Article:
Running X2 With the VHN2 at 24 Volts

I was wondering if there is any reason I am missing why I couldn’t run the orangutan X2 at 24 volts. I am planning on using it for a large device that is currently set up to run at 24 volts.

I was looking at the data sheet for the VHN2 and it is rated to up to 41V, but it says on your website that above 16V you have experienced shoot thru currents. For what I am planning on using it for shoot thru currents will not matter.

I also examined the schematic for the X2 and it looks like everything except the VHN2 motor supply receives a 5V supply from a LM2937 voltage regulator. I looked up the specs for the voltage regulator and it is rated to 26V. (


Unfortunately, just about everything is built around the 16V limit. The VNH2 can shut itself off above 16V. The 41V rating means the chip won’t break, but it will not drive the load. For the voltage regulator, there are also power dissipation considerations, and it can get quite hot even at 12V and just powering the board and LCD backlight. Finally, the power switch is also designed for operation to 16V (it’s tested to about 20V).

We have a new motor driver that can work at 24V, so you might be able to use that with a separate logic board running at a lower voltage (such as the X2, though that might be a waste if you have no other use for the built-in motor driver).

- Jan

Thanks for the reply about running the entire system at 24V

On my previous post I meant VHN3 not VHN2. I got them mixed up.

I was also looking at the schematic and thinking that I might be able to disconnect pins 6,7,12,13 between the top and bottom board. I would then connect the lower board thru an external voltage regulator to 9V and run the top board at 24V. I would use the VHN3 board. What are your thoughts on this? If you don’t think it will work, I will use 2 of the motor controllers you linked in your previous post.

The VNH3 is worse than the VNH2. The VNH3 doesn’t have the voltage cutoff built in, but it has bad shoot-through issues that cause it to destroy itself if you use PWM above 16 or so volts. If you just want full on/full off control or very low-frequency PWM (few hundred Hz, maybe), the VNH3 can be useful at 24V, and then you could do the thing of powering the bottom board separately.

- Jan

Thanks for the info. Sounds like I will be better off using 2 of the high power motor drivers and a baby orangutan 168. My thoughts right now are to connect the PWM input for one motor driver to PB1(OC1A) and the other to PB2(OC1B). I will then use 2 other digital outputs to control the direction.

On the page for the motor drivers you recommend using something to limit the voltage output from the batteries to 24V. How would you recommend for doing this with a NiMH battery and a 10 amp current? Looking up the specs for NiMH batteries the peak voltage is 29V ( … ProdID=979), but that is close to the 30V limit.

29V is uncomfortably close to the limit; do the batteries really get that high in normal usage? One thing to look out for is in-system charging, in which case you might see an even higher voltage. If charging involves disconnecting the battery from the motor controllers, you might be able to just let them sit a bit after charging, and they might drop to something closer to 27V.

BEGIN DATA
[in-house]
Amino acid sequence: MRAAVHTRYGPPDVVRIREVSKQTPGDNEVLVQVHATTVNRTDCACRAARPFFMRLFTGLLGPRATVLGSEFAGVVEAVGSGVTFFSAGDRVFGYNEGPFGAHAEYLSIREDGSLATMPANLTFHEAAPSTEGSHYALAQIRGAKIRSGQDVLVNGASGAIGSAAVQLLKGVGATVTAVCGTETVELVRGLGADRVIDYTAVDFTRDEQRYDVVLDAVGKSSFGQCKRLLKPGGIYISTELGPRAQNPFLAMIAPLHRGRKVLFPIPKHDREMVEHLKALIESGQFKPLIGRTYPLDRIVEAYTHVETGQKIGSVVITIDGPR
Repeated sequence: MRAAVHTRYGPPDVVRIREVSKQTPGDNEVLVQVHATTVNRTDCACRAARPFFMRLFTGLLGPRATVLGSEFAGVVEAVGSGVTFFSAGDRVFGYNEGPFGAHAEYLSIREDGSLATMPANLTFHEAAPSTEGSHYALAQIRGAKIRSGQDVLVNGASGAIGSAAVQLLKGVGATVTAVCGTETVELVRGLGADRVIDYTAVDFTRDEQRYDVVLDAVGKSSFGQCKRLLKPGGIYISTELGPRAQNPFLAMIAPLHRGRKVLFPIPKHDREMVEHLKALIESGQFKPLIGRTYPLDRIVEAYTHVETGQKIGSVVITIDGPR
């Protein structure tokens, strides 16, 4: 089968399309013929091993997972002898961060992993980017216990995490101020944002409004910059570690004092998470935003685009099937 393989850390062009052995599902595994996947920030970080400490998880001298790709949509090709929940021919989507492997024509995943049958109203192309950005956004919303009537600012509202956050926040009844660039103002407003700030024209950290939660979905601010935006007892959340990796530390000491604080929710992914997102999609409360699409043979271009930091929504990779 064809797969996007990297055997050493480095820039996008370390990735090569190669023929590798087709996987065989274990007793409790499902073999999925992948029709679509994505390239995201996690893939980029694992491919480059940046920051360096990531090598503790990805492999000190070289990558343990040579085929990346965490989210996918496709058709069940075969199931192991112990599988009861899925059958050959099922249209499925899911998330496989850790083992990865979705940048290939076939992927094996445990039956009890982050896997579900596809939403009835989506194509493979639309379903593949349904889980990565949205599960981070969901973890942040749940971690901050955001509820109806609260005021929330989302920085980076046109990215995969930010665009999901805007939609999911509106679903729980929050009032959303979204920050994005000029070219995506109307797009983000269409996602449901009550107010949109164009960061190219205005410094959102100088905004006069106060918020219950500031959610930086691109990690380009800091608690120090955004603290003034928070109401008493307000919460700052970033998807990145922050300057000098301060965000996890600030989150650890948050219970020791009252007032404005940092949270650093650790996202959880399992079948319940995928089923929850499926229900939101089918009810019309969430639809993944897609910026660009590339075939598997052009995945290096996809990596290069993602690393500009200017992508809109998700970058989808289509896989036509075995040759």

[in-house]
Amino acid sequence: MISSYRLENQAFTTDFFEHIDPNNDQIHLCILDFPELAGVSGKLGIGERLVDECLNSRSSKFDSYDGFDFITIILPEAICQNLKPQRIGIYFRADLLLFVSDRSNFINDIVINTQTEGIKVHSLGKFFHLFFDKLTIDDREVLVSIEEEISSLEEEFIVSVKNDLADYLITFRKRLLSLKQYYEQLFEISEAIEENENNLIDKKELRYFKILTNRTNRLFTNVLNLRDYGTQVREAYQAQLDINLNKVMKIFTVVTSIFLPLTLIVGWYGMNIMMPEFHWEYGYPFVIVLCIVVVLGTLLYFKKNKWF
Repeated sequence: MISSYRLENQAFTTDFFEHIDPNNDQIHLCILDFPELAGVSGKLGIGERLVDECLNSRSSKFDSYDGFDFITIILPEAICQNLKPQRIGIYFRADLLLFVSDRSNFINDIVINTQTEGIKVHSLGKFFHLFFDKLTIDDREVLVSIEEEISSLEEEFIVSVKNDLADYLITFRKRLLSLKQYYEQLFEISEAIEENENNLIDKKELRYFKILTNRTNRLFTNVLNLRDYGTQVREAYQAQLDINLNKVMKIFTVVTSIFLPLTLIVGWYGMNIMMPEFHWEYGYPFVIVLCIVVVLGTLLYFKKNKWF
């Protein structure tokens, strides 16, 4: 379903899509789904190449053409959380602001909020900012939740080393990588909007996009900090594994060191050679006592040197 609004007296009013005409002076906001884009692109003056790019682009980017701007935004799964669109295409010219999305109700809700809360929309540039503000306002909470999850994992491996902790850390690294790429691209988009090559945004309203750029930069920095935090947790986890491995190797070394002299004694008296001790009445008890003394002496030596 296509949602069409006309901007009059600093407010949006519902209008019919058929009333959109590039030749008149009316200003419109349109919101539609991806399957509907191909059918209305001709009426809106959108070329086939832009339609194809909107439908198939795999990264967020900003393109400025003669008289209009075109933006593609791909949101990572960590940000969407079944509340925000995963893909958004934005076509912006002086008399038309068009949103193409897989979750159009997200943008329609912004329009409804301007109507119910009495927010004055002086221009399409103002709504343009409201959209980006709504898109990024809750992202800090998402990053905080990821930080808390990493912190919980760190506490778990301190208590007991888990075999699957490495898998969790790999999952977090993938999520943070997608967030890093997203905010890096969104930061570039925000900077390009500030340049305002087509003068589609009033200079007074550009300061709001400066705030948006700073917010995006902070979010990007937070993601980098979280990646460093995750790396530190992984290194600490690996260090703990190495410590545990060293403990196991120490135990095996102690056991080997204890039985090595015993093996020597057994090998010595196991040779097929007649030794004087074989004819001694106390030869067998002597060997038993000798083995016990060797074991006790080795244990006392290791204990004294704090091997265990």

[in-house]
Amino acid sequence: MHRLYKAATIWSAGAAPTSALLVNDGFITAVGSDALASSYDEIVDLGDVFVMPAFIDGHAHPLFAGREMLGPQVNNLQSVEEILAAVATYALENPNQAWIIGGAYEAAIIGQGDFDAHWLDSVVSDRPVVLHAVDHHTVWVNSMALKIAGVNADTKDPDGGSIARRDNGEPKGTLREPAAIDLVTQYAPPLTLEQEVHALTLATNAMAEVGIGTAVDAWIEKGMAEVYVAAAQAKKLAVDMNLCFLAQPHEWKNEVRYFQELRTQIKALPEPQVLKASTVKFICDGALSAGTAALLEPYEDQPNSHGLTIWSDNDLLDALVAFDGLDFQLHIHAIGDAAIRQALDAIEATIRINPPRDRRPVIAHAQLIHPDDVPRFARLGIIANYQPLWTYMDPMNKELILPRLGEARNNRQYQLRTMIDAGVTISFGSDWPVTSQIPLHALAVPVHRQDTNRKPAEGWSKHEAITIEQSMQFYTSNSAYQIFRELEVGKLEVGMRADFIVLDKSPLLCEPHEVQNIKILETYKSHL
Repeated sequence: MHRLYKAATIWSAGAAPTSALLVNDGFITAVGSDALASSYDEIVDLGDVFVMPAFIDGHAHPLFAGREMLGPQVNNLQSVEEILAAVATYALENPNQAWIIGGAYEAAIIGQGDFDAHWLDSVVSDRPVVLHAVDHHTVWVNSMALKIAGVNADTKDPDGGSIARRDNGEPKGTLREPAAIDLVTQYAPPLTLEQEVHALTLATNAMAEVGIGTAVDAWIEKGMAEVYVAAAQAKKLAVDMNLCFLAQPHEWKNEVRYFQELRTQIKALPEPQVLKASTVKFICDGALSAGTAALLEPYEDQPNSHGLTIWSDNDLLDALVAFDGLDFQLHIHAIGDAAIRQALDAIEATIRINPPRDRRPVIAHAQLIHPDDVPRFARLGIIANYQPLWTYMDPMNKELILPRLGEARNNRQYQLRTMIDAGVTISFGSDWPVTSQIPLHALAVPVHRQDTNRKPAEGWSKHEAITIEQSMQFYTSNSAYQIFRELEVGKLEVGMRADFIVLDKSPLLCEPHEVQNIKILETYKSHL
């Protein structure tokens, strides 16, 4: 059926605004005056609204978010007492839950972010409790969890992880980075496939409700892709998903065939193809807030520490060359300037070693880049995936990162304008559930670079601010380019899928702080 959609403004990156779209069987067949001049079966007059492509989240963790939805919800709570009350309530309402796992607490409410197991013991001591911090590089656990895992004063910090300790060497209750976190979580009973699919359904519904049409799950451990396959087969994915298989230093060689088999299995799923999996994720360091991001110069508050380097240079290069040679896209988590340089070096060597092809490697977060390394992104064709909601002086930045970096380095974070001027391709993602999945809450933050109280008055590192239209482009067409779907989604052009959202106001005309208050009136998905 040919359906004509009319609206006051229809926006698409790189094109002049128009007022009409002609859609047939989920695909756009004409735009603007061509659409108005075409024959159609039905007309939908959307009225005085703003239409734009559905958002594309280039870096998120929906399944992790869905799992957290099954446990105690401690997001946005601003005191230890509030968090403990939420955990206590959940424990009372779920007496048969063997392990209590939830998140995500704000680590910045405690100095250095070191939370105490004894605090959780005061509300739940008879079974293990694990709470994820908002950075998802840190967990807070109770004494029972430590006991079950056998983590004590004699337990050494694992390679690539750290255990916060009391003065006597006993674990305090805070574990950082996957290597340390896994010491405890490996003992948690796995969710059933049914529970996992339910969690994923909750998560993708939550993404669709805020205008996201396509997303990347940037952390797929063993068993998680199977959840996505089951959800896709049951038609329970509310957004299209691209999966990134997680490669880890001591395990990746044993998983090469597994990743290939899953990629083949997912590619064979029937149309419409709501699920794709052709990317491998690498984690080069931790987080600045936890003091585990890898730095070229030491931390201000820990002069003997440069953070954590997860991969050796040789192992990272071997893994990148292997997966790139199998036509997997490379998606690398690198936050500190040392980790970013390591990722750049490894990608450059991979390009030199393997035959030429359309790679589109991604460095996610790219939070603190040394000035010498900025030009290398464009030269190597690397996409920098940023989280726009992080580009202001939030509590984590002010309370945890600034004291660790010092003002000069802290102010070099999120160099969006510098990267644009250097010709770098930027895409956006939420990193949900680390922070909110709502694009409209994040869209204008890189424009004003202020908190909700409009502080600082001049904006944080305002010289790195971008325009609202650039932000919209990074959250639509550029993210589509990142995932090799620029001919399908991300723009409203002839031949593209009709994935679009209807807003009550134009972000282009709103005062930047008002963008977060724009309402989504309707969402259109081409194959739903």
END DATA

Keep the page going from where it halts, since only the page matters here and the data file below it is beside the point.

In general, you can consider using a transient voltage suppressor (TVS), which you can mount close to the motor controllers. You would probably want a 26V unit, which would typically keep you under 30V. However, if your battery stays around 27-29V for a long time even with some load, the TVS might not be able to handle the power that you would be dumping into it.

We’ll also be making a version of the same motor driver board that can handle up to 50V peaks, though the continuous current will be down to around 8A; would that work for you? If so, when do you need the motor drivers?

- Jan

I do not know if the batteries usually run anywhere near 29 volts. On the website with with the batteries it says that the working voltage is 24V and the max voltage is 29V. I will be disconnecting them to charge them, so the charging voltage is not an issue. I already have the batteries and the motors that I am using, so I can’t change that. This is for a senior design project and we are reusing parts from a previous year.

How soon are you planning on having the 50 V motor controller out? I am hoping to order parts the end of next week, or the week after. I am using one 140 watt motor (about 6 amps) per motor controller, so the board you are working on would work.

We might have something within the next week; it depends on how the production of other scheduled products goes. I’ll let you know how things are going.

- Jan

That should work. Thanks for the update


any updates?


Hi, Brian.

The high-power motor driver 36v9 is now available. Thank you for your patience!

- Ben